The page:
Texas Tech University

Dr. Gad Perry

Professor, Conservation Biology

Phone: (806) 834-2339

Office: Goddard Hall 202C / ICC 103

Ph.D., University of Texas at Austin, 1995


Research Interests

My research centers on ecology in the broadest sense, with a large emphasis on conservation issues and the increasingly profound impacts of humans on the environment, including urban ecosystems and international development. The ethics of such research is also an interest. Much of my work is carried out on reptiles and amphibians, and invasive species are a common focus. My research is primarily conducted in the field and typically focuses on the whole organism and its interactions with its biotic (including human) and a-biotic environment. Whenever possible, I use multiple methods, and this integrative approach has led to continuously-evolving research spanning varied sub-disciplines.


I serve as a Section Editor for Reptiles & Amphibians and a member of the Invasive Species and Iguana Specialist Groups of the IUCN. I am also the Senior Director of the Division of International Research and Development at the Office of International Affairs and the Director of the International Center for Arid and Semi-Arid Land Studies

Courses Taught

  1. NRM 3307 Principles of Conservation Science
  2. NRM 6324 Advanced Tropical Ecology and Conservation

Recent Publications

Anderson, W., Wester, D., Salice, C., Perry, G. (2017). Habitat utilization by the Texas horned lizard (Phrynosom cornutum) from two sites in central Texas. Journal of North American Herpetology, 2017(1), 28-33.

Perry, G., Cox, R. (2016). Grasslands. In Larry Jones, Ken Halama, and Rob Lovich (Ed.), Habitat Management Guidelines for Amphibians and Reptiles of the Southwest (pp. 62-67). South West PARC.

Gao, D., Perry, G. 2016. Species–area relationships and additive partitioning of diversity of native and nonnative herpetofauna of the West Indies. Ecology and Evolution, 2016, 1-21.

Granberg, R., Brown, L., East, J., Garcia, A., Godar, A., Mejia, M., Boal, C., Perry, G. (2016). Assessing Effects of Feral Sheep on Plant Composition and Structure in a Caribbean Tropical Dry Forest. Caribbean Naturalist, 33, 1-18.

Perry, G. (2016). Herpetological Ethics. Journal of Herpetology, 50(3), 345-346.

Verble, R., Granberg, R., and Perry, G. 2015. Using Historic Evidence to Inform Conservation Decisions for the Texas Horned Lizard (Phrynosoma cornutum). Post Oak & Prairie Journal 1:25-35.

Reza, A.H.M., and Perry, G. 2015. Herpetofaunal species richness in the tropical forests of Bangladesh. Asian Journal of Conservation Biology 4:100-108.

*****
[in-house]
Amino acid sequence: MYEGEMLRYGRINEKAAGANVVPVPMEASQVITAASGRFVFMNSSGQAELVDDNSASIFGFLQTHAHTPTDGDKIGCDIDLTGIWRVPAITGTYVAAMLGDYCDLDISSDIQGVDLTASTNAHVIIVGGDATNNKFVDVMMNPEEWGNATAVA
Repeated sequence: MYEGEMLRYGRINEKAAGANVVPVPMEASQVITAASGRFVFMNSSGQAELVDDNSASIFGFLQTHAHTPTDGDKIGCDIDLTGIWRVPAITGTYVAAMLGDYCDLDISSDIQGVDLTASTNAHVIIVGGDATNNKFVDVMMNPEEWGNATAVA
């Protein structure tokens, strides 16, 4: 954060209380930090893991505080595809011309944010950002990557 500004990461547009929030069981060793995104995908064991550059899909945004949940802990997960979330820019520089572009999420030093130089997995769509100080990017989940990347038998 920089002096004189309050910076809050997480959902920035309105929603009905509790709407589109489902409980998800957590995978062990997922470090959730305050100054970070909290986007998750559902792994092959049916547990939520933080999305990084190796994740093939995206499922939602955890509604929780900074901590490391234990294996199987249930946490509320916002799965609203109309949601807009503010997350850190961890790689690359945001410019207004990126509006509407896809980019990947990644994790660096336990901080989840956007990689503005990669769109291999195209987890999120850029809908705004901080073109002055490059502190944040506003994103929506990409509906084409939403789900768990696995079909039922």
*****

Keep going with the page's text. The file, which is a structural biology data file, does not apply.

Curzer, H.J., P. Muhlberger, G. Perry, D. Perry, and M. Wallace. 2013. The Ethics of Wildlife Research: A Nine R Theory. ILAR Journal 54:52-57.

Ramesh, R., K. Griffis-Kyle, G. Perry, and M. Farmer. 2012. Urban Amphibians of the Texas Panhandle: Baseline Inventory and Habitat Associations in a Drought Year. Reptiles & Amphibians 19:242-252.

Perry, G., and M. Farmer. 2011. Reducing the risk of biological invasion by creating incentives for pet sellers and owners to do the right thing. Journal of Herpetology 45:134–141.

Powell, R., R.W. Henderson, M.C. Farmer, M. Breuil, A.C. Echternacht, G. van Buurt, C.M. Romagosa, and G. Perry. 2011. Introduced amphibians and reptiles in the greater Caribbean: Patterns and conservation implications. Pp. 63-143 InConservation of Caribbean Island Herpetofaunas Volume 1. Edited by Adrian Hailey, Byron S. Wilson, and Julia A. Horrocks.

Sosa, A., O. Reyes, and G. Perry. 2010. Turtles in the Dust: Effects of Hands-on Scientific Training on a Group of Behaviorally At-risk Students' Knowledge and Empathy. Reptiles & Amphibians 17:108-111.

Perry, G. and D. Vice. 2009. Forecasting the risk of brown tree snake dispersal from Guam: a mixed transport-establishment model. Conservation Biology 23:992-1000.

Perry, D. and G. Perry. 2008. Improving interactions between animal rights groups and conservation biologist.Conservation Biology 22:27–35.

Perry, G., B.W. Buchanan, R.N. Fisher, M. Salmon, and S.E. Wise. 2008. Effects of artificial night lighting on reptiles and amphibians in urban environments. Pp. 239-256 In: R.E. Jung and J.C. Mitchell (eds). Urban herpetology. Herpetological Conservation Vol. 3, Society for the Study of Amphibians and Reptiles, Salt Lake, Utah.